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The Mystery Of The Disappearing Ink

mystery waterman flex ink

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7 replies to this topic

#1 jelly

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Posted 15 May 2014 - 18:53

Hey, so I have a blue waterman level filling pen with a nice flex nib.

 

Until quite recently, the pen was working perfectly, smooth and evenly with the right amount of ink coming out (i.e. no globs of ink blopping out at inopportune moments).

 

The only trouble I had with it was that I wasn't really used to using fountain pens at the start, which left me with leaving small ink sprays if I waved the pen around or didn't put a lid on it when leaving it down on the table.

 

Now though what happens is that if I fill the pen by dipping it in a pot of ink and using the lever, is that the pen writes normally for a short amount of time. However, now it likes to run out of ink much, much sooner than before.

 

I don't write with a larger amount of flex than before and the ink doesn't seem to be leaking anywhere.

 

This is the pen, I don't know what model it is:

 

IMG_8724.jpg

IMG_8723.jpg

IMG_8722.jpg

 

So where does the ink go? is it being absorbed by the pen? Has the sac broken and is the body holding all the ink? (I don't think the section comes off)

Is the devil stealing my ink? How do I stop him?


Edited by jelly, 15 May 2014 - 18:55.


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#2 WillT

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Posted 15 May 2014 - 19:12

It could be that the filler is no longer working properly and is not taking up as much ink (or any) in the first place.

#3 Paddler

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Posted 15 May 2014 - 19:27

Sometimes when a sac begins to fail, it begins to turn to goo and doesn't have enough elasticity to suck up a full load of ink.

 

The section has to come off, somehow. It is either a press fit or is threaded into the barrel. The manufacturer had to put a sac and a pressor bar into the barrel somehow.


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#4 Blazing

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Posted 15 May 2014 - 19:45

If your pen is writing down more ink than usual [you can see this by looking if the ink is more saturated than normal] then it will go through ink very very easily.


EDC Pens (in a Visconti Dreamtouch 3 Pen Case):

Pelikan M600 (Stresemann Blue, 14k gold EF nib) inked with J. Herbin Perle Noire

Sailor 1911 Standard (black, 21k gold MF nib) inked with Sailor Kiwa-Guro


#5 Bo Bo Olson

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Posted 15 May 2014 - 19:46

Sac is going.

I had a 64 year old Esterbrook, the last two years, it drew less and less ink.

 

I know it was not re-saced. It sat in my wife's aunt's draw for some 15 years after her husband died and the same amount of years in mine before I re-discovered fountain pens. It was of the 5 inherited the only one I'd ever heard of (then). I was able to date it because of the lever shape from 1948-52.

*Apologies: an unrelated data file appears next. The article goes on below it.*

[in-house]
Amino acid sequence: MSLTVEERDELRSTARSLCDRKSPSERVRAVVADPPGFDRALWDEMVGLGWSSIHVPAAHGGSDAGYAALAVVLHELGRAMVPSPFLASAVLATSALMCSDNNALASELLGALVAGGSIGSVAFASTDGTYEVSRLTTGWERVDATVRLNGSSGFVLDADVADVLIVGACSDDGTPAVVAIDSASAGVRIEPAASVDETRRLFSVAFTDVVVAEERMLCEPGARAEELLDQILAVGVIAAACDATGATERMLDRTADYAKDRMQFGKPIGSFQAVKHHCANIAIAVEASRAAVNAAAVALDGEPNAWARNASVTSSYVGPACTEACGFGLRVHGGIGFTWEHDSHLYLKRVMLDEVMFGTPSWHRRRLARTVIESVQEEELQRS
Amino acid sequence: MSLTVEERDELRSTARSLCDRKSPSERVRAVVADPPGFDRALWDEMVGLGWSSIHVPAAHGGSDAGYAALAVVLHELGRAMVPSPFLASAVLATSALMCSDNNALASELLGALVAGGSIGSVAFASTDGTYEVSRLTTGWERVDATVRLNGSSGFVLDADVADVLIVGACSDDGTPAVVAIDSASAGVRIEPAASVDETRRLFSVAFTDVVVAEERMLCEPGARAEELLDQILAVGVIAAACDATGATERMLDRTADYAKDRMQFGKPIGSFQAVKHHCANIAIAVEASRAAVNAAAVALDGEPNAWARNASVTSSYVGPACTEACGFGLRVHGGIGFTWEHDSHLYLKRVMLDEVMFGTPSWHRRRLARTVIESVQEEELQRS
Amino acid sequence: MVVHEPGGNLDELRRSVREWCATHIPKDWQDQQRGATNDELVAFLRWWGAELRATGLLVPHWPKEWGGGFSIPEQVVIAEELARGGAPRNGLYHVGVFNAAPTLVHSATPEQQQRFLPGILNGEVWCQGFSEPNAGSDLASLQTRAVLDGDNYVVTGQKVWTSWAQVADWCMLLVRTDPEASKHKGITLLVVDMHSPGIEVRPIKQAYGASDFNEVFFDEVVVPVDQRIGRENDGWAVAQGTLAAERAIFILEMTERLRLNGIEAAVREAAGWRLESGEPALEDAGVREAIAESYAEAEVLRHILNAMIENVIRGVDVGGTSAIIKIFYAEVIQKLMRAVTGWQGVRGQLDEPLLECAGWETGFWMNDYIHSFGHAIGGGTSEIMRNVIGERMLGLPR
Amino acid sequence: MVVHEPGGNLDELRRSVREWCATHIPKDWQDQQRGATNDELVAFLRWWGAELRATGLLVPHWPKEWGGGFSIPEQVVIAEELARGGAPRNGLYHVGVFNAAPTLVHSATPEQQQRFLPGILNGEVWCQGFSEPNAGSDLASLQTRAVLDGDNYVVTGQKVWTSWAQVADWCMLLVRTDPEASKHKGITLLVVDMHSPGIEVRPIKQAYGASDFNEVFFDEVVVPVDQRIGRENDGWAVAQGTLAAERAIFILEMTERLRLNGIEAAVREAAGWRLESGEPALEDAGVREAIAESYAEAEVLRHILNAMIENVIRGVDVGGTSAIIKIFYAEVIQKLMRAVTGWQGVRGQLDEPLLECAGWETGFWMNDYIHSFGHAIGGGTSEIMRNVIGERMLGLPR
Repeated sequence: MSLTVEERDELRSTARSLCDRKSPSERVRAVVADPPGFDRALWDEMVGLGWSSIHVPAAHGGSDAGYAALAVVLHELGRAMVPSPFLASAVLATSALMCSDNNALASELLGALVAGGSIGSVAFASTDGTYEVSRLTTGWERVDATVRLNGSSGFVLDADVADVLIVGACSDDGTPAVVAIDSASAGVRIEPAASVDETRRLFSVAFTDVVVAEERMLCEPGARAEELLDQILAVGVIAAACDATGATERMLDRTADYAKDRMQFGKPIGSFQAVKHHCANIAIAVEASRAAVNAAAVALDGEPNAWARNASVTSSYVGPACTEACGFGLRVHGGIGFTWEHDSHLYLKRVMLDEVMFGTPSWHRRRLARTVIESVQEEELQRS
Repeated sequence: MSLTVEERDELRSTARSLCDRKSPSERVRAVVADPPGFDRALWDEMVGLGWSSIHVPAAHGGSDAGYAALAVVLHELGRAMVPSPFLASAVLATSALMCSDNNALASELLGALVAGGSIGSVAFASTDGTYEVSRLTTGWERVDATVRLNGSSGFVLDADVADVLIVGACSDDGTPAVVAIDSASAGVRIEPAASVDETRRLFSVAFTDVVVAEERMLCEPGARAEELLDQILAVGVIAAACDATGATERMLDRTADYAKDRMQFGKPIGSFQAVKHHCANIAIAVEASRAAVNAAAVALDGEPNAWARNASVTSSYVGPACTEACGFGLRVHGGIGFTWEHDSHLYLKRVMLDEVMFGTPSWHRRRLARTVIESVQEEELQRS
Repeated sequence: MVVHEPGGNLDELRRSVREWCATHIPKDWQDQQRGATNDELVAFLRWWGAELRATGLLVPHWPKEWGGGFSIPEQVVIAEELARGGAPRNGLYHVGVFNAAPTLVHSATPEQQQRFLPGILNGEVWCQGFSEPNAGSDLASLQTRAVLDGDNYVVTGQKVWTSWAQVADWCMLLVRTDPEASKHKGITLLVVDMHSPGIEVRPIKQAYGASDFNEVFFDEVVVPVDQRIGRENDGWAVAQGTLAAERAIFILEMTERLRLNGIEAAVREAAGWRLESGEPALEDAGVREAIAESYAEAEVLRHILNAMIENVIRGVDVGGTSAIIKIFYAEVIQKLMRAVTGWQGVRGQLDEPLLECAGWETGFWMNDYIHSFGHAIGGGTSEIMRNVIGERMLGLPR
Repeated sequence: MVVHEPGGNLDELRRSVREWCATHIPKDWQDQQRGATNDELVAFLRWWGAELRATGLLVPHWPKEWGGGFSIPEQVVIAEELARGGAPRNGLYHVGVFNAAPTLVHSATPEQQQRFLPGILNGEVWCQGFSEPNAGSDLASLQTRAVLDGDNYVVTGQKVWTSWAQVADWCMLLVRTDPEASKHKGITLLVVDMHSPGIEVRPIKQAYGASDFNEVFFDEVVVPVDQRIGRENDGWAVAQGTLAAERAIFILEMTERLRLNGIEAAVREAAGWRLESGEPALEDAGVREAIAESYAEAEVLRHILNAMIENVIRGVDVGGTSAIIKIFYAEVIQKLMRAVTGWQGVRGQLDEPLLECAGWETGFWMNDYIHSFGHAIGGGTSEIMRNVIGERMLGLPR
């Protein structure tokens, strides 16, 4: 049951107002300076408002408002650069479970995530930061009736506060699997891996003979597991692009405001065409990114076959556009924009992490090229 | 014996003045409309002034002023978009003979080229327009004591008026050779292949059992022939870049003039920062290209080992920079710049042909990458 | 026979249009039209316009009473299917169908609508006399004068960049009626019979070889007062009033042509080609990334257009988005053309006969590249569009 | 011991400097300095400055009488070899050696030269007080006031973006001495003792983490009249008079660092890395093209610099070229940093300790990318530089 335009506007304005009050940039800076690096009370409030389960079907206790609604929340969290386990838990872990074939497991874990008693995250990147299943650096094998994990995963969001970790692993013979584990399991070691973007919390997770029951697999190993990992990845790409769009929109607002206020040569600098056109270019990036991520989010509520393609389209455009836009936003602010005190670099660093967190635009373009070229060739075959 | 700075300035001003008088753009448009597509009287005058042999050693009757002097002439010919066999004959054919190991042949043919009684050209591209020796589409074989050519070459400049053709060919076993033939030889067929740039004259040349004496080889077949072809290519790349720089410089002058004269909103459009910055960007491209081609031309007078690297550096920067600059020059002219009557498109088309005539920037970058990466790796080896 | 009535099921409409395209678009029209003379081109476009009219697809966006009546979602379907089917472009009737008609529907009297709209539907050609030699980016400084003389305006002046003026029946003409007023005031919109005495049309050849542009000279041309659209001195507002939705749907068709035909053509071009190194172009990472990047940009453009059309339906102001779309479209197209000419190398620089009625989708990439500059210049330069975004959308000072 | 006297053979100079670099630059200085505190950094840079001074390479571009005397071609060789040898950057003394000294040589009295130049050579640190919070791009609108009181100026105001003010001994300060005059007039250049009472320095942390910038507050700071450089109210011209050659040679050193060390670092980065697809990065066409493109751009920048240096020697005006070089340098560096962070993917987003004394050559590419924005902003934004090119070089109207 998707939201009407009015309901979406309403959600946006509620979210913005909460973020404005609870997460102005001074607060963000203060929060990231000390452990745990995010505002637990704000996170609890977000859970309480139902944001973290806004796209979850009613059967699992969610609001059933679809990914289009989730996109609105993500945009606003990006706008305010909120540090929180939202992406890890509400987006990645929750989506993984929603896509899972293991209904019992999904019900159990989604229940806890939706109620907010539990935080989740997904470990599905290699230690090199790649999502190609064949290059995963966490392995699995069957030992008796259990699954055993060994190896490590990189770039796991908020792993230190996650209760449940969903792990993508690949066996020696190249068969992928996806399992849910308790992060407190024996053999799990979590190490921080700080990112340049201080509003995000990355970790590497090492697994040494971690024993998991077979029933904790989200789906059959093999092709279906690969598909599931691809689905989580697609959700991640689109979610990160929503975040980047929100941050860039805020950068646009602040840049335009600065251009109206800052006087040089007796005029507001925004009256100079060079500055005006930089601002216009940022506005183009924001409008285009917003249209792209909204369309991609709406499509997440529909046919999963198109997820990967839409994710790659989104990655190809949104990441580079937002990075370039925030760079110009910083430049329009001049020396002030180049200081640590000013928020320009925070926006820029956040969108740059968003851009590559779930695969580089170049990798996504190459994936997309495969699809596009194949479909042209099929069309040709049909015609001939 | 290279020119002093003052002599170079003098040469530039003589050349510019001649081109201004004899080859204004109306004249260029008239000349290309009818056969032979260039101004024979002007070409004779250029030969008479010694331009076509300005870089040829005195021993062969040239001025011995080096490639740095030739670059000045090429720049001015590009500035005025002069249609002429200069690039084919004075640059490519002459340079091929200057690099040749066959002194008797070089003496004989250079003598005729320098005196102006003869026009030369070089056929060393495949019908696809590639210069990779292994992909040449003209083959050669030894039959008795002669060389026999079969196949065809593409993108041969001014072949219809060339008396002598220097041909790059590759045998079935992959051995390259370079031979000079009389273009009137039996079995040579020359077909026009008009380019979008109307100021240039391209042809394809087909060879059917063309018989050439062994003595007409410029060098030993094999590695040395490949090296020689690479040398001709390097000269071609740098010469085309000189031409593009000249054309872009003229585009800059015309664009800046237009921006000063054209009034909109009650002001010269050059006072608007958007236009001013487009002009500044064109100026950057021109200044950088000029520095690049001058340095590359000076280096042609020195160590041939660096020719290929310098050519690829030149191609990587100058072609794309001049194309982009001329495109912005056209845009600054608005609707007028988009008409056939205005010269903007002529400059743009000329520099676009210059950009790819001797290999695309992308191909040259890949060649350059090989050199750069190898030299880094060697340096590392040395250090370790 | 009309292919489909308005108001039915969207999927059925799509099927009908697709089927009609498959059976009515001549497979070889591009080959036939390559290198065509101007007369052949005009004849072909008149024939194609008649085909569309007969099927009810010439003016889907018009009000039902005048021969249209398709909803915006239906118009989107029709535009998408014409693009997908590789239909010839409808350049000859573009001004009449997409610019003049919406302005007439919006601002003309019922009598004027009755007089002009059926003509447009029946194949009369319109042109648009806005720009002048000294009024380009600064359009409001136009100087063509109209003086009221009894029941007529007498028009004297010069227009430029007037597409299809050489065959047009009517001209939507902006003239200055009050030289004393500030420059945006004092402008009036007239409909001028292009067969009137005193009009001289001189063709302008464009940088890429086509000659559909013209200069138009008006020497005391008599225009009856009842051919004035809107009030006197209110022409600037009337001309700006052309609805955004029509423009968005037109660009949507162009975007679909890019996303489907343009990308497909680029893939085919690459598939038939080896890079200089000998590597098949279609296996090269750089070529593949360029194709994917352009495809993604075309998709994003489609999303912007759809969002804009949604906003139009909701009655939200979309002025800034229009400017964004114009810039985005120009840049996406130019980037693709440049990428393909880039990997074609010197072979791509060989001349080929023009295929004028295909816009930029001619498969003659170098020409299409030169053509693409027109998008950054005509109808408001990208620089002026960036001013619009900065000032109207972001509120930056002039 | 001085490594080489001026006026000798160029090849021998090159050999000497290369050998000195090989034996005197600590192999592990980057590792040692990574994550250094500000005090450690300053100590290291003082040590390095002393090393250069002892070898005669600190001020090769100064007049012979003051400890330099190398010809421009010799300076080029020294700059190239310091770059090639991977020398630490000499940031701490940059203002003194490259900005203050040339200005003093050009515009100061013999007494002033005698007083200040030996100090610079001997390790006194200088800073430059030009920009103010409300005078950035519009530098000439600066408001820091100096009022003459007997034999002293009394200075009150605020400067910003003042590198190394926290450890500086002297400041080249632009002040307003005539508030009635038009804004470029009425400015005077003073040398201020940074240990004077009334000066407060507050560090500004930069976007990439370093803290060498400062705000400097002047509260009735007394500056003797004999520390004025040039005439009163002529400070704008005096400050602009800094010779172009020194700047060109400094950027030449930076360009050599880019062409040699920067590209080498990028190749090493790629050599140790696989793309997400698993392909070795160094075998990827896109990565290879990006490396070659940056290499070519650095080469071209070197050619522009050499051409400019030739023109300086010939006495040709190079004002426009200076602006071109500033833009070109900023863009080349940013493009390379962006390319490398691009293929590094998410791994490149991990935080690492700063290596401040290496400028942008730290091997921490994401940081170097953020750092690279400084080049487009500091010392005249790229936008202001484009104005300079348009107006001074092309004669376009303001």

In that Germany wasn't really a sac pen nation...it was never re-saced.

 

Normally a rubber sac is only good for 30-40 years.


German vintage '50-70 semi-flex stubs and those in oblique give the real thing in On Demand line variation. Modern Oblique is a waste of money for a shadow of line variation. Being too lazy to Hunt for affordable vintage oblique pens, lets you 'hunt' for line variation instead of having it.

www.nibs.com/blog/nibster-writes/nibs-germany & https://www.peter-bo...cts/nib-systems,

 

The cheapest lessons are from those who learned expensive lessons. Ignorance is best for learning expensive lessons.

 

 

 


#6 Ernst Bitterman

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Posted 15 May 2014 - 19:51

I'd say sac failure, too.  I think it's a Leader model, which was aimed at the student market starting about 1950-- so you're probably not the first person to slightly abuse it. ;)

 

The main problem with sac replacement in that one is that the plastic it a little brittle and Waterman was in a habit of scoring the section for extra traction against the barrel, so shrinkage and really bear down in the joint.


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Oh, good heavens. He's got a blog now, too.

 

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#7 jelly

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Posted 15 May 2014 - 20:08

so the consensus seems to be the sac, how should I try to get the section off? I can't see any joint between the threaded bit and the thingy

 

Should I try warming it up or should I use some sort of solvent to loosen the glue (if there is any)



#8 Ernst Bitterman

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Posted 15 May 2014 - 21:46

Warm it gently using something like a hair-dryer, and keep your fingers in the flow so you know if it's getting too hot.  A preliminary soak in room-temperature water (nose down, enough water to cover the threads) might help and won't hurt if you keep it down to a couple of hours.  I had this happen to one I was working on; I blame it one someone doing stupid things with adhesives in a previous "repair" attempt, but since it was a student pen, Waterman might have glued them down at the factory-- I don't think so, as another I have opened up without too much struggle, but be aware of the possibility.  Approach it as if you're trying to get a wine cork out of a bottle with very delicate sides, and all should be well.


Edited by Ernst Bitterman, 15 May 2014 - 21:46.

Ravensmarch Pens & Books
It's mainly pens, just now....

Oh, good heavens. He's got a blog now, too.

 

fpn_1465330536__hwabutton.jpg

 






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